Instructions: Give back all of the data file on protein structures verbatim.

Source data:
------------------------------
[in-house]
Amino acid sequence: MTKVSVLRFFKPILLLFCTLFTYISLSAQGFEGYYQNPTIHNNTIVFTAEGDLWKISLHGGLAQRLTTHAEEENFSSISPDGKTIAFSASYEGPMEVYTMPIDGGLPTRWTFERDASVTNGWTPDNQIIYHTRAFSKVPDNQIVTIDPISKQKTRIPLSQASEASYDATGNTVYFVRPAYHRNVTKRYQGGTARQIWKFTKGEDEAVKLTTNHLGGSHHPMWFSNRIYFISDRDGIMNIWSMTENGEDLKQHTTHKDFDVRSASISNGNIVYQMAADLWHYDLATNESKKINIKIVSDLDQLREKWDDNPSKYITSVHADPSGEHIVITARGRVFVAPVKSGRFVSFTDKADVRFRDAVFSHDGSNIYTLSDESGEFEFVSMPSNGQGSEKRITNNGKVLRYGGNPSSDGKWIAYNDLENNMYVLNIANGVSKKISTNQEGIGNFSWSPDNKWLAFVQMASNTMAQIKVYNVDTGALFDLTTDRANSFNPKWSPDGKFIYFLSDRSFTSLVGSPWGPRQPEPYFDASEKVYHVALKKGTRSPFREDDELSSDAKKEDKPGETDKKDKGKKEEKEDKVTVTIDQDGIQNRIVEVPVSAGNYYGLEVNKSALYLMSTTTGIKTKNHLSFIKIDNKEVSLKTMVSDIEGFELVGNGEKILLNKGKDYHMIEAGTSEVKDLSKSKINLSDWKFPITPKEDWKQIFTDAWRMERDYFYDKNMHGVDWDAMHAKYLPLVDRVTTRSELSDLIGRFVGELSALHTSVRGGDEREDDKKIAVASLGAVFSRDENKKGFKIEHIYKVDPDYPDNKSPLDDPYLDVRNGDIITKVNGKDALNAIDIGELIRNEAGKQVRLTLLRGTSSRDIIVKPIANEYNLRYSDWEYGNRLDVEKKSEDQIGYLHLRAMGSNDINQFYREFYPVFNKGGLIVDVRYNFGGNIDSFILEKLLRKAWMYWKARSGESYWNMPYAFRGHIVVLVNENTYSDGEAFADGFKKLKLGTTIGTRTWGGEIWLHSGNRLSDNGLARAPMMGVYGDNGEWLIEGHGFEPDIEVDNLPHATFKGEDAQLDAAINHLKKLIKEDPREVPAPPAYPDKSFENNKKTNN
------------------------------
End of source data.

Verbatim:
[in-house]
Amino acid sequence: MTKVSVLRFFKPILLLFCTLFTYISLSAQGFEGYYQNPTIHNNTIVFTAEGDLWKISLHGGLAQRLTTHAEEENFSSISPDGKTIAFSASYEGPMEVYTMPIDGGLPTRWTFERDASVTNGWTPDNQIIYHTRAFSKVPDNQIVTIDPISKQKTRIPLSQASEASYDATGNTVYFVRPAYHRNVTKRYQGGTARQIWKFTKGEDEAVKLTTNHLGGSHHPMWFSNRIYFISDRDGIMNIWSMTENGEDLKQHTTHKDFDVRSASISNGNIVYQMAADLWHYDLATNESKKINIKIVSDLDQLREKWDDNPSKYITSVHADPSGEHIVITARGRVFVAPVKSGRFVSFTDKADVRFRDAVFSHDGSNIYTLSDESGEFEFVSMPSNGQGSEKRITNNGKVLRYGGNPSSDGKWIAYNDLENNMYVLNIANGVSKKISTNQEGIGNFSWSPDNKWLAFVQMASNTMAQIKVYNVDTGALFDLTTDRANSFNPKWSPDGKFIYFLSDRSFTSLVGSPWGPRQPEPYFDASEKVYHVALKKGTRSPFREDDELSSDAKKEDKPGETDKKDKGKKEEKEDKVTVTIDQDGIQNRIVEVPVSAGNYYGLEVNKSALYLMSTTTGIKTKNHLSFIKIDNKEVSLKTMVSDIEGFELVGNGEKILLNKGKDYHMIEAGTSEVKDLSKSKINLSDWKFPITPKEDWKQIFTDAWRMERDYFYDKNMHGVDWDAMHAKYLPLVDRVTTRSELSDLIGRFVGELSALHTSVRGGDEREDDKKIAVASLGAVFSRDENKKGFKIEHIYKVDPDYPDNKSPLDDPYLDVRNGDIITKVNGKDALNAIDIGELIRNEAGKQVRLTLLRGTSSRDIIVKPIANEYNLRYSDWEYGNRLDVEKKSEDQIGYLHLRAMGSNDINQFYREFYPVFNKGGLIVDVRYNFGGNIDSFILEKLLRKAWMYWKARSGESYWNMPYAFRGHIVVLVNENTYSDGEAFADGFKKLKLGTTIGTRTWGGEIWLHSGNRLSDNGLARAPMMGVYGDNGEWLIEGHGFEPDIEVDNLPHATFKGEDAQLDAAINHLKKLIKEDPREVPAPPAYPDKSFENNKKTNN